At some point, Adams began to jaw with some kid down front who had apparently called him a “poser.” Hard to blame the guy at that point. Adams responded, “Fuck you. I make more money in two days than you do in a year.” He seemed unaware that he had just insulted most of us with that remark. What an ass he was.
The show had no momentum to regain. There were extended and pointless jams by a sloppy and ham-fisted band along with more verbal sparring. He likes to play the “bad boy,” I guess. My girlfriend and I left, along with a lot of other people, while Adams was still wasting time onstage. We’d already wasted enough time and money. In the lobby I noticed people trying to return souvenirs that they’d bought in anticipation of a great show, the poor suckers.
Despite this, I don’t think Mr. Blackstock was fair in his condemnation of Adams’ latest recorded offering. Much of Gold is quite fine, as is Heartbreaker. Maybe something else colored your judgment. Who knows? Maybe you saw Adams live recently too.
— Jef Leisgang
[Ed. note: Since you asked — no, I haven’t seen Adams live since well before Gold came out. I just think it’s not a very good record, particularly in light of everything Adams and Whiskeytown had released previously.]
Sittin’ & Thinkin:
How about Charles Wolfe?
For what it’s worth, I enjoyed the new Sittin’ & Thinkin’ columns, and hope it remains a regular feature. Writing (and reading) about music is better than writing about (or reading) Tom Wolfe.
— Dave Nash
Show me the music
I read the article on Matt Keating in your recent issue [#36, Nov.-Dec. 2001] and the sense that I get of the man is that he is probably a pretty good songwriter, a “serious artist” who writes songs with “depth,” though I am given no examples that might show this, other than that his songs are “elegant in structure and packed with wordplay that can amuse, dazzle, or hit way too close to home.” Instead of just stating this, how about giving us some examples from his actual songs?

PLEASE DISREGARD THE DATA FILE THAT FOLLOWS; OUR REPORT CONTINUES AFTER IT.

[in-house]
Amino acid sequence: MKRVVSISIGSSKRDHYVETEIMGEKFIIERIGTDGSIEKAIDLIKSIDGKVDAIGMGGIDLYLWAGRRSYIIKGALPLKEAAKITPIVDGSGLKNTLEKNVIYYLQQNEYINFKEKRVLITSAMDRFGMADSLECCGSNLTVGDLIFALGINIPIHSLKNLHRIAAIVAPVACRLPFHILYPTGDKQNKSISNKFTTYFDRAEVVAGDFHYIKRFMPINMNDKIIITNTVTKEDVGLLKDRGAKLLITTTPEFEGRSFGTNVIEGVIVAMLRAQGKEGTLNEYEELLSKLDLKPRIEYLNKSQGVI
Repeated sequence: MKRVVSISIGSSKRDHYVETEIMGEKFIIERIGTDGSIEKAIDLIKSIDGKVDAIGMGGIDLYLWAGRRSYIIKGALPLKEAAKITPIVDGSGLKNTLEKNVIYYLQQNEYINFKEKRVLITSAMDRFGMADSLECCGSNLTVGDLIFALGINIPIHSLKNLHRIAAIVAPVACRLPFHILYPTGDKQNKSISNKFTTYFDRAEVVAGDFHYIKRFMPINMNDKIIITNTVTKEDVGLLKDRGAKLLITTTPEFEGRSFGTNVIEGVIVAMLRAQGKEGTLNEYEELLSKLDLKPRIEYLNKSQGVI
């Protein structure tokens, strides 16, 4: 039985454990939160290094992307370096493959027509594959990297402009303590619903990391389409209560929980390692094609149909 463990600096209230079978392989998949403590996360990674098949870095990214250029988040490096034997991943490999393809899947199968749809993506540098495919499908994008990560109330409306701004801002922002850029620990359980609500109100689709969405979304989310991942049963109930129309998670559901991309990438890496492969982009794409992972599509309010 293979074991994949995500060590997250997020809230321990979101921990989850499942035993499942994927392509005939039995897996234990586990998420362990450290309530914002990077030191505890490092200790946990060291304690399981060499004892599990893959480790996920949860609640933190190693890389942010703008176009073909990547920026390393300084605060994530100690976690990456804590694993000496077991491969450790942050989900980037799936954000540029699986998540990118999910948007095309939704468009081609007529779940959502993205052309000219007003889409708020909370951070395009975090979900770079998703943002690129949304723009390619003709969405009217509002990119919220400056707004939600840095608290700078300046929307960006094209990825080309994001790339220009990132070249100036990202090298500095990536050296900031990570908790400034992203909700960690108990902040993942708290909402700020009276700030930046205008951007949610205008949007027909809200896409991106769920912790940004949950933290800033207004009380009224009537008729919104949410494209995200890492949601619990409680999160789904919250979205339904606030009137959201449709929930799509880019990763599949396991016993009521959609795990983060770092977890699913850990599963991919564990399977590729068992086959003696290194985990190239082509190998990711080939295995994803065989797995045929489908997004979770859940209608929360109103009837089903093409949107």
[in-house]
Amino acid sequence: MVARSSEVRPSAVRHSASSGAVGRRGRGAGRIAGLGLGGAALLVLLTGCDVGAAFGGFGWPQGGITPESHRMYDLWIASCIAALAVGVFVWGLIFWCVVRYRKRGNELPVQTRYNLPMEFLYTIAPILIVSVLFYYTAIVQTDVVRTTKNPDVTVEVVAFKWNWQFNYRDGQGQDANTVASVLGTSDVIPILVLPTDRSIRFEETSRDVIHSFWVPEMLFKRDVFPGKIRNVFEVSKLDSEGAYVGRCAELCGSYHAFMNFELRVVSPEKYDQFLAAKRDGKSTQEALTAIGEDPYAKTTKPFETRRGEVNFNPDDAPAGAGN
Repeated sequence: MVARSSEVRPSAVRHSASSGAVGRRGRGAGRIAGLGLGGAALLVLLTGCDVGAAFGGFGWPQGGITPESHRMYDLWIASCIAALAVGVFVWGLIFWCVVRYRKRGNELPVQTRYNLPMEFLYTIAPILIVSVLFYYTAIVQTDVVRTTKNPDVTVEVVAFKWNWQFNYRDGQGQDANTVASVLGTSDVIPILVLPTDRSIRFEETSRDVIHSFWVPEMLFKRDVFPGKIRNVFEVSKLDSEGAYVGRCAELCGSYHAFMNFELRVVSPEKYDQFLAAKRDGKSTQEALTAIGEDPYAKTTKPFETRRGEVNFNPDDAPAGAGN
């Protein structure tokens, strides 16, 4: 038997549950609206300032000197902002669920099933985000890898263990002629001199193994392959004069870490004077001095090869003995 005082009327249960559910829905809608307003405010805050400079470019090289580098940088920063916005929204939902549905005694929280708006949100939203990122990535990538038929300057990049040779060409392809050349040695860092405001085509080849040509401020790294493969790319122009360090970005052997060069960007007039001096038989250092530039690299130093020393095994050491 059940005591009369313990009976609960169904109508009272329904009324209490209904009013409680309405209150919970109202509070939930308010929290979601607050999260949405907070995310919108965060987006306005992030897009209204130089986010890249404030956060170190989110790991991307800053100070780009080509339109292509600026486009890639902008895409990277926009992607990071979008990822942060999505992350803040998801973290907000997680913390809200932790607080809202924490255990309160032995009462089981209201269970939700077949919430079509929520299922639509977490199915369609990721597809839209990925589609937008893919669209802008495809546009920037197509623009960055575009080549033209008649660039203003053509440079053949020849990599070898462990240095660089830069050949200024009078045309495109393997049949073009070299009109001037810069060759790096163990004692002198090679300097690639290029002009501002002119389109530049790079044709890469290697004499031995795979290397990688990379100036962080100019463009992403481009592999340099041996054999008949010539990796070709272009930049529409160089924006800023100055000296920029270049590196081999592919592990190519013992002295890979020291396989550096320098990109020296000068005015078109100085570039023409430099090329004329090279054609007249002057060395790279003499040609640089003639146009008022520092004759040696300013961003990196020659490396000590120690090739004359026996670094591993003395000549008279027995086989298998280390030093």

The Keating article falls into the same pattern that so many of these kinds of articles do. The artist is portrayed as being true to his craft. He bemoans the shallow culture in which we live and how inhospitable it is for serious songwriters such as himself. He would starve to death before he would sing songs for that “other side, the big money side.” Really? With comments such as that, this “alt-country” thing can seem to be just as much about posturing and attitude as anything from the big money side.
I do like your magazine!
— Steve Patti
ALL THE FIXIN’S
In the Nov.-Dec. 2001 cover story on Jay Farrar, a lyric quoted from an outtake of Farrar’s new album was mistakenly referred to as being from the song “Different Kind Of Madness”. Though that song is in fact among the album’s outtakes, the lyric in question was from a different outtake titled “Station To Station”…. The article also stated that Farrar’s brother Wade played bass on the Sebastopol album. While Jay does have a brother named Wade, it was in fact another brother, Dade, who played on Sebastopol.